In addition to "Road Games" and "Metal Fatigue," Williams is featured on Metal Fatigue
's up-tempo "Panic Station," with Holdsworth's arpeggiated intro and outro managed through a seven-fret chordal stretch that would seem impossible but for the DVD evidence; the closest thing to a vocal ballad, "Material Real," Road Games
' episodic yet still, by turns, frenzied and relaxed set-closing "Was There?," with its nuclear-powered guitar/drums duo section; I.O.U.
's curiously titled "The Things You See (When You Haven't Got Your Gun)," which likely represents the most challenging vocal of the set, difficult enough with its unusual melody but made even more so through Holdsworth's oblique chordal support, which remains, to this day, a feat of harmonic distinction and inimitable construction; and, from the same album, the more episodic album-closer, "White Line," which feature lyrics written by former Cream
lyricist Pete Brown.
The trio stretches out more during the instrumentals, with most tracks exceeding their original studio length, yet never overstaying their welcome. In addition to "Tokyo Dream," Live in Japan 1984
also includes: I.O.U.
's bright-tempo'd "Letters of Marque," a particularly vivid feature for Holdsworth's sustaining legato style; the same album's "Where is One," where Holdsworth switches between shimmering chordal passages and high-octane, overdriven legato lines with frightening rapidity; Metal Fatigue
's atmospheric "Home," with a Holdsworth intro so quiet as to encourage leaning forward to hear it, before entering its gorgeously harmonized and melody-rich main section and a particularly evocative guitar solo; and, from the same album, the more buoyant "Devil Take the Hindmost," with a non-vocal but still singable main section that leads into a more open-ended solo section, with Holdsworth in full-on legato, light-speed mode, bolstered by the connected-at-the-hip and paradoxically hard-grooving yet massively virtuosic support of both Johnson and Wackerman.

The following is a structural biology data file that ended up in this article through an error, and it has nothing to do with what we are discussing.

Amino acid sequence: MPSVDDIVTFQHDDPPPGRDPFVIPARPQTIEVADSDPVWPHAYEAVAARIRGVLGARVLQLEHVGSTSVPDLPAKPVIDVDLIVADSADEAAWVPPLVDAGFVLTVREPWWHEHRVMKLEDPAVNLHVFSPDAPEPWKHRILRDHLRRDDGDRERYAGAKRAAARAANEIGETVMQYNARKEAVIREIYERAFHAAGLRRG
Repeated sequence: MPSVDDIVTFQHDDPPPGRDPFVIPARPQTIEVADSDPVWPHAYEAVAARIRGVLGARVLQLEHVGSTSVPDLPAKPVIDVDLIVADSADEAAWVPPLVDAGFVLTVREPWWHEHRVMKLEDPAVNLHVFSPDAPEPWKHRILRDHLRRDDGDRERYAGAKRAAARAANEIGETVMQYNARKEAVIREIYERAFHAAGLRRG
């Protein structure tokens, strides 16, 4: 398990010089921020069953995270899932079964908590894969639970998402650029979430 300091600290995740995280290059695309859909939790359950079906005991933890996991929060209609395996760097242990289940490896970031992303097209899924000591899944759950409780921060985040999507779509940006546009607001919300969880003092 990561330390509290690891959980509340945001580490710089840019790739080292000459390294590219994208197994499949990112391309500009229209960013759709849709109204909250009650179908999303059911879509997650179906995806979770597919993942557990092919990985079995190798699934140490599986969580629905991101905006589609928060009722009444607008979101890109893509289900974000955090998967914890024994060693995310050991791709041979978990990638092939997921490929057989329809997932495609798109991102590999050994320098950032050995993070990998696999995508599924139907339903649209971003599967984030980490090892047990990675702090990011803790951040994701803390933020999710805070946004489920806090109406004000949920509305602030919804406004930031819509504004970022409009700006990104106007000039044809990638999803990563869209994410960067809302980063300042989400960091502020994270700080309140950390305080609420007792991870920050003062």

Both Johnson and Wackerman are afforded plenty of room to move, but at the end of the day this is Holdsworth's show, with the guitarist taking the lion's share of the solo space, though Johnson delivers a particularly strong one on "Panic Station," while Wackerman takes an impressive and extended break on "Letters of Marque." Still, between Wackerman's balance of groove and gymnastics, and Johnson's ability to inject plenty of chordal support when Holdsworth is waxing linear (all while effortlessly anchoring the band throughout its entire set), it's clear that there is plenty of interpretive chemistry happening during every moment of this 75-minute set. More so, it's clear that this is a group that never repeated itself, even during the more structured moments of some of Holdsworth's finest writing at the time.
Inspired by Coltrane, Holdsworth was constantly driven to achieve a legato tone that lacked the intrinsic attack of his instrument, and became increasingly successful over the years. Still, it could be argued that his tone on his later work, as impressive as it was, became a bit texturally sterile. Live in Japan 1984
also renders crystal clear that, while Holdsworth's ability to transcend the natural attack of his guitar was already in full bloom, he still possessed plenty of the punch, bite and bends that made it a far more visceral experience.
With wonderfully remastered audio and, for those first thousand, a revelatory video as well, the official release of Live in Japan 1984
may well be long overdue. Still, with Holdsworth now passed and his estate possessed of less pathological perfectionism while, at the same time, clearly dedicated to only sourcing and releasing music that will help further Holdsworth's reputation as a musician truly like no other, let's hope that other archival live releases will soon find their way into Manifesto's release schedule.